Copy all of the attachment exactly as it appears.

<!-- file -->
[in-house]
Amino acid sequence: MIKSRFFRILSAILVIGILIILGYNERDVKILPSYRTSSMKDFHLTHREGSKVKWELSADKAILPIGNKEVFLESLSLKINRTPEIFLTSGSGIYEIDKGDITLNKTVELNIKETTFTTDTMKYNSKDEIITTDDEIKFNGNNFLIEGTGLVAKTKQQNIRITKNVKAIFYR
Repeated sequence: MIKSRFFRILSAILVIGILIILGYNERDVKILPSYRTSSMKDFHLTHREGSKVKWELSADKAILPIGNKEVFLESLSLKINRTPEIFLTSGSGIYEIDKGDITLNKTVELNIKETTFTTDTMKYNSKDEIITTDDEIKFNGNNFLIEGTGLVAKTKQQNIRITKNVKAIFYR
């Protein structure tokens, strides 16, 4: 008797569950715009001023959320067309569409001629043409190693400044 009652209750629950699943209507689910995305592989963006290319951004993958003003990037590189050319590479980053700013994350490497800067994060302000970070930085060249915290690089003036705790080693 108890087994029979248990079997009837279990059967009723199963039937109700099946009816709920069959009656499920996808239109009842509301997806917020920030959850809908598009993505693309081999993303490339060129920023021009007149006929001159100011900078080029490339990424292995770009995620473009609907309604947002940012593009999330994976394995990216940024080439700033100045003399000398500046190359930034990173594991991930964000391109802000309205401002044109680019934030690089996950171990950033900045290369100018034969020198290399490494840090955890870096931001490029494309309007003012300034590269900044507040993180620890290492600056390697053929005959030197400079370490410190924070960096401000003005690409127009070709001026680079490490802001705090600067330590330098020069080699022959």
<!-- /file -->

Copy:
[in-house]
Amino acid sequence: MIKSRFFRILSAILVIGILIILGYNERDVKILPSYRTSSMKDFHLTHREGSKVKWELSADKAILPIGNKEVFLESLSLKINRTPEIFLTSGSGIYEIDKGDITLNKTVELNIKETTFTTDTMKYNSKDEIITTDDEIKFNGNNFLIEGTGLVAKTKQQNIRITKNVKAIFYR
Repeated sequence: MIKSRFFRILSAILVIGILIILGYNERDVKILPSYRTSSMKDFHLTHREGSKVKWELSADKAILPIGNKEVFLESLSLKINRTPEIFLTSGSGIYEIDKGDITLNKTVELNIKETTFTTDTMKYNSKDEIITTDDEIKFNGNNFLIEGTGLVAKTKQQNIRITKNVKAIFYR
């Protein structure tokens, strides 16, 4: 008797569950715009001023959320067309569409001629043409190693400044 009652209750629950699943209507689910995305592989963006290319951004993958003003990037590189050319590479980053700013994350490497800067994060302000970070930085060249915290690089003036705790080693 108890087994029979248990079997009837279990059967009723199963039937109700099946009816709920069959009656499920996808239109009842509301997806917020920030959850809908598009993505693309081999993303490339060129920023021009007149006929001159100011900078080029490339990424292995770009995620473009609907309604947002940012593009999330994976394995990216940024080439700033100045003399000398500046190359930034990173594991991930964000391109802000309205401002044109680019934030690089996950171990950033900045290369100018034969020198290399490494840090955890870096931001490029494309309007003012300034590269900044507040993180620890290492600056390697053929005959030197400079370490410190924070960096401000003005690409127009070709001026680079490490802001705090600067330590330098020069080699022959």